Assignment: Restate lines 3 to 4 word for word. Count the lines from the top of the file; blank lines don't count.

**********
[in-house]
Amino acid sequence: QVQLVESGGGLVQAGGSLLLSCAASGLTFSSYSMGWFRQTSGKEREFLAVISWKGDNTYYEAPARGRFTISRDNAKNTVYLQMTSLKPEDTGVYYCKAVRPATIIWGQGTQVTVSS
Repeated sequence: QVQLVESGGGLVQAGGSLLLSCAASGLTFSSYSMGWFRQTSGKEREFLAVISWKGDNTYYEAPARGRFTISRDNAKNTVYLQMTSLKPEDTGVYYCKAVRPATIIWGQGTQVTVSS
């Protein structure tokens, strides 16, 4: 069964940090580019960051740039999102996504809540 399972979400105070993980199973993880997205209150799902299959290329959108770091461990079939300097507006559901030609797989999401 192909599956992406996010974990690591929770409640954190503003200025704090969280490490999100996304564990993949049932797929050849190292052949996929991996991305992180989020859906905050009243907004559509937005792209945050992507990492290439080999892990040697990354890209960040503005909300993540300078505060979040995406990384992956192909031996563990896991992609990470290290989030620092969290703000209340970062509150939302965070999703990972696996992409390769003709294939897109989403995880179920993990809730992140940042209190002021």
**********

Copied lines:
Repeated sequence: QVQLVESGGGLVQAGGSLLLSCAASGLTFSSYSMGWFRQTSGKEREFLAVISWKGDNTYYEAPARGRFTISRDNAKNTVYLQMTSLKPEDTGVYYCKAVRPATIIWGQGTQVTVSS
């Protein structure tokens, strides 16, 4: 069964940090580019960051740039999102996504809540 399972979400105070993980199973993880997205209150799902299959290329959108770091461990079939300097507006559901030609797989999401 192909599956992406996010974990690591929770409640954190503003200025704090969280490490999100996304564990993949049932797929050849190292052949996929991996991305992180989020859906905050009243907004559509937005792209945050992507990492290439080999892990040697990354890209960040503005909300993540300078505060979040995406990384992956192909031996563990896991992609990470290290989030620092969290703000209340970062509150939302965070999703990972696996992409390769003709294939897109989403995880179920993990809730992140940042209190002021």